Standard passengers will find toilets are just along the corridor, which isn’t ideal in the middle of the night as you scramble over your luggage and try to find your shoes, but designer Ian Smith’s upcoming renovations to berths by 2018 may improve the situation. In First Class you get a bath (an actual bath!!) with complementary Arran Aromatics toiletries, plus other perks like priority access to the Lounge Car. First class tickets are priced from £142.

Standard class carriage view on journey to Euston
Rise and shine.

What happens in the morning?

Your free Scottish breakfast tea or coffee (both Fairtrade) will be personally delivered with a wake-up call and some shortbread biscuits. You can wash at the sink, but there are no shower facilities – however, you might want to book a shower ahead at Euston Station’s lounge, where towels and shower packs are provided.

When the train arrives at Euston, you don’t need to leave straight away. Though we weren’t due in until 07:10, we actually arrived at 06:20, which meant we could get up slowly but still leave ahead of schedule. Passengers actually have until 08:00 to leave their carriage.

Door of shared berth in Caledonian Sleeper train
Maybe every home should have an ‘attendant’ button for when you’re feeling too lazy to get out of bed…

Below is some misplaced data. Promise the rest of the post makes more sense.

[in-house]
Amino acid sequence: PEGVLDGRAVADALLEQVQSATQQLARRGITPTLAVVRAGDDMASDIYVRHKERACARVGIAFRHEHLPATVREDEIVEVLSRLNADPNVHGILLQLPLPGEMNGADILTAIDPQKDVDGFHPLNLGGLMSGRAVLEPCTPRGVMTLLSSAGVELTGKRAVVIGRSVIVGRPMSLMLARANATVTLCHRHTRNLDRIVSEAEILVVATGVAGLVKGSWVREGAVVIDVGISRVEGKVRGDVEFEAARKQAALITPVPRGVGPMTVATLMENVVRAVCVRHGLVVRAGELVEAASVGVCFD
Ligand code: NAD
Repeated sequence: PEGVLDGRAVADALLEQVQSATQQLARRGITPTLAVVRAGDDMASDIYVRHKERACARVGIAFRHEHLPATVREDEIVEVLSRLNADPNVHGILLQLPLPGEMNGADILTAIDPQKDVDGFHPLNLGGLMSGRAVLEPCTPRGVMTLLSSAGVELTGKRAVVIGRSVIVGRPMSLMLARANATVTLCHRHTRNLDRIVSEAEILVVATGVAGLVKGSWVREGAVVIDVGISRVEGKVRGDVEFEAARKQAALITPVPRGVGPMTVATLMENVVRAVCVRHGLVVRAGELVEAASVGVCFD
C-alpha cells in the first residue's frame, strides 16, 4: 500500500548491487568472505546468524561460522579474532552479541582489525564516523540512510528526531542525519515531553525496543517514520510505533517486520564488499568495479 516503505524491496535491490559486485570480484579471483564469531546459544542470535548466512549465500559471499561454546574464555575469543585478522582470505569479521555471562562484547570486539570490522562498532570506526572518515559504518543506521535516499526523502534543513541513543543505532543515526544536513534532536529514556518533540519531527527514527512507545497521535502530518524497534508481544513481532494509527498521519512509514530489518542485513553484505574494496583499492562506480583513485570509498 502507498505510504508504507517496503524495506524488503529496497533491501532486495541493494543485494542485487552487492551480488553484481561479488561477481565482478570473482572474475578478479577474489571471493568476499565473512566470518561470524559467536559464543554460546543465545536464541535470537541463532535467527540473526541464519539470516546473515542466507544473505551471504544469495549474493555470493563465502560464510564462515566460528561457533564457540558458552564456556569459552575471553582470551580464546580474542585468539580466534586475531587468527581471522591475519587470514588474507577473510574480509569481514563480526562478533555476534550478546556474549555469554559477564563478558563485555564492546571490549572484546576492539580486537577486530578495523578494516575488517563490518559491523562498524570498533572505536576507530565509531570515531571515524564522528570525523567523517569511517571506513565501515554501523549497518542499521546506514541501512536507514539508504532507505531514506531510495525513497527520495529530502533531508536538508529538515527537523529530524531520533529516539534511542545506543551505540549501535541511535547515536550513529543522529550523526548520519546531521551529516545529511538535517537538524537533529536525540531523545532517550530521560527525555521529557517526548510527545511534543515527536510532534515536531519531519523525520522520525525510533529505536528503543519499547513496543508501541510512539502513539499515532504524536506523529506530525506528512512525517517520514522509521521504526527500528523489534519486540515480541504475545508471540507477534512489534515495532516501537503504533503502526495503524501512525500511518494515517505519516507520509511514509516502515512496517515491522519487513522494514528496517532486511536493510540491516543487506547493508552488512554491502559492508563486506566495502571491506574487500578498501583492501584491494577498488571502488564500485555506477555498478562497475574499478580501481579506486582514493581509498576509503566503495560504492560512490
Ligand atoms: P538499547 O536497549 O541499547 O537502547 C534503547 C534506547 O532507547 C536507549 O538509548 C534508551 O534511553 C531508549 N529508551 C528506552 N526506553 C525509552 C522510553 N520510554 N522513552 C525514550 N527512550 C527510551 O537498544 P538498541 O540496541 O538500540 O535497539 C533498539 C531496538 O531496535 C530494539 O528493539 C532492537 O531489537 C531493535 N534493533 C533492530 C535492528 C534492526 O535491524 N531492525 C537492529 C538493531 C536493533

I’d definitely use the Caledonian Sleeper again – it was convenient, comfy and good value for money, and it gave me those extra few hours in Edinburgh before I travelled down south. The added perks made it feel welcoming, and the staff were much friendlier than the ticket inspectors on your average train (always a bonus). Whilst I can’t vouch for the Highland Route, it looks like a useful alternative to flying.

Have you ever taken a sleeper train? I’d love to hear how you got on. Tweet me @misspallen.


3 thoughts on “Is it Worth Taking the Caledonian Sleeper Train to London?”

  1. The sleeper was once very worth using but sadly the service is being run to the ground. I travel frequently from Scotland to London and since Serco have taken the franchise the train is constantly delayed with faulty coaches. Never have I known the Caledonian sleeper to be this bad, very very sad.

    1. Sorry to hear this, Mark! As I hadn’t taken the sleeper before, I couldn’t compare this new version to the old service, but it must be so frustrating for you to see things getting worse. Hopefully they’ll take customer feedback into account and try to deal with the faulty coaches you mentioned.

  2. I used to travel the sleeper before the takeover last year and was satisfied with the cost. Then you could get a sleeper berth to share for as little as £19 but now the cheapest seat is £75+, this makes no sense. The trains are still the same rolling stock that has been in use for years until the new trains are introduced (2018?), I found it comfortable but it was like being in a train in the 70’s.
    I would imagine the train is being subsidised heavily by the Scottish government as I cannot see how they make a profit as there was hardly any people on the train when I used it. It is sad that they have priced a lot of customers out of the market.